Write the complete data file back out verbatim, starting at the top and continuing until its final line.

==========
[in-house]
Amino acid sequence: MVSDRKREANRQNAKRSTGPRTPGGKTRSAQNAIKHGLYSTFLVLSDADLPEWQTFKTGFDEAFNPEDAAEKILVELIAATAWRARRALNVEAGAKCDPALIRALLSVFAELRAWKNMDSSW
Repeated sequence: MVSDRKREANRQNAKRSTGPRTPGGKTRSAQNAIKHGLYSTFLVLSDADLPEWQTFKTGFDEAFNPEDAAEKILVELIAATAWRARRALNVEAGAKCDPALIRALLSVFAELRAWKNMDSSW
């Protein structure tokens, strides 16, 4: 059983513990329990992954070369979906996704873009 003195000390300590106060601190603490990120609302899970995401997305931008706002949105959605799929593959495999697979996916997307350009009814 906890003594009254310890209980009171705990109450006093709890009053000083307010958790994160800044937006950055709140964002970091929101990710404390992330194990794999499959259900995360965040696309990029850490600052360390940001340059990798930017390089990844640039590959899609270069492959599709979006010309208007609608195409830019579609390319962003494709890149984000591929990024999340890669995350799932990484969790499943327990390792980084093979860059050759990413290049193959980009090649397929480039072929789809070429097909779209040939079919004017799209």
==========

[in-house]
Amino acid sequence: MVSDRKREANRQNAKRSTGPRTPGGKTRSAQNAIKHGLYSTFLVLSDADLPEWQTFKTGFDEAFNPEDAAEKILVELIAATAWRARRALNVEAGAKCDPALIRALLSVFAELRAWKNMDSSW
Repeated sequence: MVSDRKREANRQNAKRSTGPRTPGGKTRSAQNAIKHGLYSTFLVLSDADLPEWQTFKTGFDEAFNPEDAAEKILVELIAATAWRARRALNVEAGAKCDPALIRALLSVFAELRAWKNMDSSW
């Protein structure tokens, strides 16, 4: 059983513990329990992954070369979906996704873009 003195000390300590106060601190603490990120609302899970995401997305931008706002949105959605799929593959495999697979996916997307350009009814 906890003594009254310890209980009171705990109450006093709890009053000083307010958790994160800044937006950055709140964002970091929101990710404390992330194990794999499959259900995360965040696309990029850490600052360390940001340059990798930017390089990844640039590959899609270069492959599709979006010309208007609608195409830019579609390319962003494709890149984000591929990024999340890669995350799932990484969790499943327990390792980084093979860059050759990413290049193959980009090649397929480039072929789809070429097909779209040939079919004017799209």